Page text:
James Murphy
Jun 10, 2016 rated it it was amazing  ·  review of another edition
This isn't the kind of book I would have walked through a bookstore and selected. I knew of it but associated it with the 1932 Hollywood film and with the style of movies of the period one might say is stilted and long out of date. But the book came to me through my New York Review of Books subscription. I let it age on my shelf over a year before I dived into it. What I found is an engaging work of modernism written in naturalistic prose which vividly sketches characters as physical figures inh ...more
Aug 21, 2016 rated it really liked it  ·  review of another edition
Grand Hotel is set in the post World-War One world of the Weimar era. Berlin of the 1920’s, and here we meet a host of remarkably well drawn characters, who are explored in astute and searching detail.
Through the revolving doors of the Grand Hotel come all kinds; the war damaged, the dying, beautiful ageing ballerina, businessman, thief. The hotel exists to provide the very best of everything for their guests, and yet there is a feeling that like some of its guests, the hotel’s best days are in
Ira Therebel
I really didn't expect to love the book as much as I did. And in the first 15 pages I wasn't even sure I will like it as much as I expected. But then it just took me in and I couldn't let go. I had things to do today but I couldn't close it until I was done.

It takes place in a high class hotel in Berlin in the late 20's. There are 5 characters that we follow for about 3 days. And there is so much going on. There is love, betrayal, loneliness and most important, life. It takes us to see what life
Jan 11, 2019 rated it liked it  ·  review of another edition
Shelves: 2019-read
Actual rating: 3.50
Feb 17, 2016 rated it it was amazing  ·  review of another edition
I received a review copy of this title from NYRB classics.

The Grand Hotel is the place to stay for anyone who wishes to be surrounded by luxury and high society in 1920’s Berlin. The guests that have all checked into the hotel in March of 1929 are an interesting mix of misfits whose stories all collide in a cleverly intertwined plot.

The first character to whom we are introduced is Dr. Otternschlag. He sits for hours each day reading the paper and watching people go in and out of the revolving do
May 06, 2016 rated it really liked it  ·  review of another edition
Last semester, when I worked with a World War II history class, I quickly learned how little the students knew about the interwar period in Germany. As far as they knew, it was World War I, Treaty of Versailles, Hitler, World War II. A few knew about the Weimar period, but no one had a really good idea of ordinary life at the time. Even though the professor frowned on fiction, I wish I could have snuck the students a few novels to help them understand. Grand Hotel, by Vicki Baum (translated by B ...more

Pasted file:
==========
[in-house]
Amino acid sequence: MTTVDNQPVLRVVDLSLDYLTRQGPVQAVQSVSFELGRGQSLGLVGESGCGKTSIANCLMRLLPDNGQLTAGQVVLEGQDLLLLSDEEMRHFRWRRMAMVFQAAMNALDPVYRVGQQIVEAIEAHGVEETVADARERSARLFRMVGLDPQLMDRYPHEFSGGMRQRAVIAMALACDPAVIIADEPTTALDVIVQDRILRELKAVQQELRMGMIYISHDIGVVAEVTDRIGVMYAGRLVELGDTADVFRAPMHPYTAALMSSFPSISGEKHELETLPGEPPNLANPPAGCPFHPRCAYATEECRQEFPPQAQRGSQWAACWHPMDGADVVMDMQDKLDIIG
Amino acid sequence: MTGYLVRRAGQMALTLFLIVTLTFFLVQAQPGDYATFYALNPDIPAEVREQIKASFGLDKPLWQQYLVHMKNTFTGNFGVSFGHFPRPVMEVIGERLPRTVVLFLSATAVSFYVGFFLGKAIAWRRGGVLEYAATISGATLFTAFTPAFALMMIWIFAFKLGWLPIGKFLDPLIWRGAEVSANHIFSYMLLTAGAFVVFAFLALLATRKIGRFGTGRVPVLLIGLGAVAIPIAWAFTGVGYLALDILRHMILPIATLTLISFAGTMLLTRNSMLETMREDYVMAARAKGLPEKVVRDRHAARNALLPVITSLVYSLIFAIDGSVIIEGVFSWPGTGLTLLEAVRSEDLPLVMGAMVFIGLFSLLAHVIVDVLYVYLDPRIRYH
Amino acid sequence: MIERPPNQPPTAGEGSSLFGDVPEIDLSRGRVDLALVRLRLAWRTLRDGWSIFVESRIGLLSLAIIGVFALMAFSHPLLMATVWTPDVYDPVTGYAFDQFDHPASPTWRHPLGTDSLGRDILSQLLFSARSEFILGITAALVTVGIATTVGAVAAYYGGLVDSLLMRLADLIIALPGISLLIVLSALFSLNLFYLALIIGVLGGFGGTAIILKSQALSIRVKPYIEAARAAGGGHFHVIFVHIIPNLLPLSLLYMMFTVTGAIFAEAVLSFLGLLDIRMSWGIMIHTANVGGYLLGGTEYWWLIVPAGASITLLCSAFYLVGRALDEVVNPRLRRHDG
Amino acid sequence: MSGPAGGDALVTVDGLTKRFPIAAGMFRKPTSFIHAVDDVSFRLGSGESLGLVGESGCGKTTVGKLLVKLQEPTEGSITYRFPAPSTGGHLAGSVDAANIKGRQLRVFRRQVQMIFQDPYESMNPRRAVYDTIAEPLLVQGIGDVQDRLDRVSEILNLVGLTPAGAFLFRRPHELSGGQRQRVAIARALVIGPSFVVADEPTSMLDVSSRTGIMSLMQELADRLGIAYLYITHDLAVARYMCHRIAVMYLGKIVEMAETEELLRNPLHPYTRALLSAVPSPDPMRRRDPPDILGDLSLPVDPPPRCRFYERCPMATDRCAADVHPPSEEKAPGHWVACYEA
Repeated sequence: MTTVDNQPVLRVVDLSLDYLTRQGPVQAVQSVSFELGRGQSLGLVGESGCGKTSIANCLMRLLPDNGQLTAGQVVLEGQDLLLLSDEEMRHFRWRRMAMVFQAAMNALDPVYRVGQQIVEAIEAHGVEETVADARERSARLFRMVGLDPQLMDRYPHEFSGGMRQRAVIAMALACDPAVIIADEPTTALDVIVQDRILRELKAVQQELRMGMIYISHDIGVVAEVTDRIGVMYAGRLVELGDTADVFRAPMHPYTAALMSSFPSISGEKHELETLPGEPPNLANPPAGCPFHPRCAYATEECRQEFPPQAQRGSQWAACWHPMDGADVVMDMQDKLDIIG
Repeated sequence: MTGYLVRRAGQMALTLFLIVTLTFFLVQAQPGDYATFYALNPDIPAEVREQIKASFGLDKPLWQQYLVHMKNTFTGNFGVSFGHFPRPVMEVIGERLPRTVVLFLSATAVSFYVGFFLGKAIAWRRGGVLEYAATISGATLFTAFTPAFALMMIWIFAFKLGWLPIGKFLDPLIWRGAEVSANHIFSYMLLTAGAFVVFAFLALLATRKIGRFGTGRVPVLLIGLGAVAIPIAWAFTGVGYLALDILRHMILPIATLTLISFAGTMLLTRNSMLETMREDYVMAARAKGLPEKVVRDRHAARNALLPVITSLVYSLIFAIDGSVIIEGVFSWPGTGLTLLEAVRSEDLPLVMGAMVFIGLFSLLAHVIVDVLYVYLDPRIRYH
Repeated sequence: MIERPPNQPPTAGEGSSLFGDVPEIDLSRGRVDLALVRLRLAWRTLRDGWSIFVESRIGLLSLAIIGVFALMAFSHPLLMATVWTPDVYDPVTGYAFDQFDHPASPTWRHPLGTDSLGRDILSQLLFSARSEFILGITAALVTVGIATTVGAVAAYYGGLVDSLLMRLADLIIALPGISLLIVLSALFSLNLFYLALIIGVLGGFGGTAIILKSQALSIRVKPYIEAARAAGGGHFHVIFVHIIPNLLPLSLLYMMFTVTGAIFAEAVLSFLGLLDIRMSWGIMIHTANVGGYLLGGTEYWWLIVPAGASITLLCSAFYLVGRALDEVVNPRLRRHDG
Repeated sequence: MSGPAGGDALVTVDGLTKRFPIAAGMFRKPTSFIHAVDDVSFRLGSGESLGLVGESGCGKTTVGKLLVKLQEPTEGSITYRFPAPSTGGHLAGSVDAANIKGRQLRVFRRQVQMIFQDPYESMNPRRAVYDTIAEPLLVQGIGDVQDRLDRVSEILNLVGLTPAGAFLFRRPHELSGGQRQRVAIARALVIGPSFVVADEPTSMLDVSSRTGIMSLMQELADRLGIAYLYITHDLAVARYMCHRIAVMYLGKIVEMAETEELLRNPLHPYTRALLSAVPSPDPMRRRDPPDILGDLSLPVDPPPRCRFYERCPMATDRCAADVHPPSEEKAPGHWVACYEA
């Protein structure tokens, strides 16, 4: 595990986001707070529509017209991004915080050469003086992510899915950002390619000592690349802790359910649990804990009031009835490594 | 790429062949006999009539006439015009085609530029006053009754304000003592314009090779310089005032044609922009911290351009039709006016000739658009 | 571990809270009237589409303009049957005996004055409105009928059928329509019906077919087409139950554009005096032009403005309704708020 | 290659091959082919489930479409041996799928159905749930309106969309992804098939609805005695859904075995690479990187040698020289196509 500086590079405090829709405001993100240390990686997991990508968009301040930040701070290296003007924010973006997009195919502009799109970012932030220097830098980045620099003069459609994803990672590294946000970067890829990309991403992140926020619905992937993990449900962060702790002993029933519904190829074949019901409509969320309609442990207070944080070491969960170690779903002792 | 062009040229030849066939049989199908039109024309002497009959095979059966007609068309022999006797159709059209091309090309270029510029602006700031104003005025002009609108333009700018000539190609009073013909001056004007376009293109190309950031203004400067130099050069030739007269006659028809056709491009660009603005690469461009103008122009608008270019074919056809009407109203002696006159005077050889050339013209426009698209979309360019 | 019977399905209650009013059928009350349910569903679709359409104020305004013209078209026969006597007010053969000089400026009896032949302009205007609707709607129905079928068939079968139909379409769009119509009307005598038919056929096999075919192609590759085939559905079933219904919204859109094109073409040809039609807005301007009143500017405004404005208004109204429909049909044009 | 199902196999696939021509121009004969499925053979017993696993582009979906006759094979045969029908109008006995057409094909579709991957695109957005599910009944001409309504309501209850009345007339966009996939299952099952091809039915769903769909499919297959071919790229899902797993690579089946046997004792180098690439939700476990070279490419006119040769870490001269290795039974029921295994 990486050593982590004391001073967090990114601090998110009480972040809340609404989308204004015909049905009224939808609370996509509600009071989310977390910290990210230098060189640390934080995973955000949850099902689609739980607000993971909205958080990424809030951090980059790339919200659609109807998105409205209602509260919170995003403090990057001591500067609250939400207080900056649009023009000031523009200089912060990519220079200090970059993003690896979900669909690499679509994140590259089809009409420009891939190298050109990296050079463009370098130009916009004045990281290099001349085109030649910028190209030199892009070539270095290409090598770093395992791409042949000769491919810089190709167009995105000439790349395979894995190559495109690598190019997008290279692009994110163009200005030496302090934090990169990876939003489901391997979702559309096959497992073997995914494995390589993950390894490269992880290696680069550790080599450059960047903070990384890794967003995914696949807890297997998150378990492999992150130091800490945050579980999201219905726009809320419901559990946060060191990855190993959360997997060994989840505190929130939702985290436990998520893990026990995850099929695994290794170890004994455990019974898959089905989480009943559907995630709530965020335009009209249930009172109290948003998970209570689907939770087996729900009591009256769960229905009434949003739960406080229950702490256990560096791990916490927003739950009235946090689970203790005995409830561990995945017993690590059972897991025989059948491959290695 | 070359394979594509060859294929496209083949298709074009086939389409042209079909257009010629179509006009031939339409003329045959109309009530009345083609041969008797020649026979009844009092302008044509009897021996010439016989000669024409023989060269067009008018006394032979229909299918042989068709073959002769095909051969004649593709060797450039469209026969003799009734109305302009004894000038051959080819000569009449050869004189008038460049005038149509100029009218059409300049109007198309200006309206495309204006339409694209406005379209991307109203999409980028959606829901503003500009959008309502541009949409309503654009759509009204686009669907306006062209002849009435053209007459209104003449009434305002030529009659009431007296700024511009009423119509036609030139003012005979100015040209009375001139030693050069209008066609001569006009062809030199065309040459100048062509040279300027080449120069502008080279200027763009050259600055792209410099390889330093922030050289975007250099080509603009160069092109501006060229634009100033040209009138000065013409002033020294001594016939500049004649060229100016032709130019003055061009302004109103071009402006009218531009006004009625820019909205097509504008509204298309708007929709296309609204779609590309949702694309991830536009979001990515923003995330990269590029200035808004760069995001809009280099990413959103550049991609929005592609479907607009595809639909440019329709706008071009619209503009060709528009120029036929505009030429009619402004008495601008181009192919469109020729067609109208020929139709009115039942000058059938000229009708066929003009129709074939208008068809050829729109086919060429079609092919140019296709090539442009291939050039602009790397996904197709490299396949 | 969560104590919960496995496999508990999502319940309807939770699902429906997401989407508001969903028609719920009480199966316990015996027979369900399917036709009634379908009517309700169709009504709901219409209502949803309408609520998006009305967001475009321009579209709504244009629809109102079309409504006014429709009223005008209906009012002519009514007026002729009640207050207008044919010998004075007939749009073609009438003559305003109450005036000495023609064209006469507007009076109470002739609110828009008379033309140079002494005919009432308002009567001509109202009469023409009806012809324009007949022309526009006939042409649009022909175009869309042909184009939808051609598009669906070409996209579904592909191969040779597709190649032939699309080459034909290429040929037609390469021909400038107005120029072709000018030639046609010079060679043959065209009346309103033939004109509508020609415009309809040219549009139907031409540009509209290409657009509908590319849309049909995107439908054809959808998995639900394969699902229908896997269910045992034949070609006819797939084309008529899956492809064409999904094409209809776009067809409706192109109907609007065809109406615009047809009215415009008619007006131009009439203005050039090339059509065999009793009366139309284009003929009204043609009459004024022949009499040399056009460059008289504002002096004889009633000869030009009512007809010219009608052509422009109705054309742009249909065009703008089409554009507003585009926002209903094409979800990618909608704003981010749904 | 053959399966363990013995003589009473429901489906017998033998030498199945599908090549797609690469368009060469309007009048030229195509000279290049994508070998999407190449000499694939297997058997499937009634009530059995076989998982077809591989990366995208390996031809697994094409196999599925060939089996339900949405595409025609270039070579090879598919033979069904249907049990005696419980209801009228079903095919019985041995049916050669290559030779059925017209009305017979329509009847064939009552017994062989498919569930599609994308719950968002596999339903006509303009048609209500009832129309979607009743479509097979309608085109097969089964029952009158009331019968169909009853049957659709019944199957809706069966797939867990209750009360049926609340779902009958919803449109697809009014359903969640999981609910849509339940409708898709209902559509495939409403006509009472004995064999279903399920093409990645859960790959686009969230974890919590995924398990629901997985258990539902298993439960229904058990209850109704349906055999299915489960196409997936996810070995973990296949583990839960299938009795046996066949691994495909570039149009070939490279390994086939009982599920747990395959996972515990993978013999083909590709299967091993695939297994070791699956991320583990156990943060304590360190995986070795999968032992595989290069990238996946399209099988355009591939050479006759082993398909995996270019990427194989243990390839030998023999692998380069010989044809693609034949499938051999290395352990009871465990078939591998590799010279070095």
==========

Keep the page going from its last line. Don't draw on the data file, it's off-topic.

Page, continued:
Because I need to know: is one of cinema's most immortal quotes actually in the novel?
Aug 07, 2016 rated it it was amazing
My favorite read this year so far. A charming slice of life narrative set in a hotel in interwar Germany which bring a multitude of colorful characters together for a brief moment in an intertwined web that changes them in various ways. Very thankful for the NYRB classics list for this gem.
Jun 22, 2016 rated it it was amazing  ·  review of another edition
"For, long or short, Life is what you put into it. Two full days may be longer than forty empty years." ...more
Dec 24, 2017 rated it really liked it  ·  review of another edition
Character Study

This book started off very slowly for me. I read maybe the first thirty pages and wasn’t too inspired to continue, except that I was reading it to complete a reading challenge. There was a lot of set up and a lot of description of the various characters in the hotel. However, once things start happening, they happen with a bang. I hadn’t at all anticipated that ending. It’s surprising to look back and realize the action takes place in just two days, framed by the beginning of labo
Jim Dooley
Sep 11, 2020 rated it it was amazing  ·  review of another edition
Okay, I need to make a confession about GRAND HOTEL. I’m a huge fan of both the 1932 movie and the musical version. So, I recognize that my rating includes some “Guilty Pleasure” elements. Reading the book was like spending time with a cherished friend.

The writer spent years collecting details about her characters, and then brought them all together in a pre-World War II Berlin. Some of the twists are admittedly a bit melodramatic. Still, the microcosm of people from so many walks of life gathe
Sep 24, 2018 rated it really liked it
Set in the glittering world that was Berlin in the 1920’s, this book was the basis for the 1939 blockbuster film starring Greta Garbo, John and Lionel Barrymore, and Joan Crawford.

I’ve yet to see the movie and I’m curious to find out whether its stellar cast comes close to capturing what made each of the characters in this novel come to life – the aging and lonely Russian ballerina diva,Grusinskaya, who is lamenting her lost youth; the charming and elegant young Baron von Gaigern, whose consci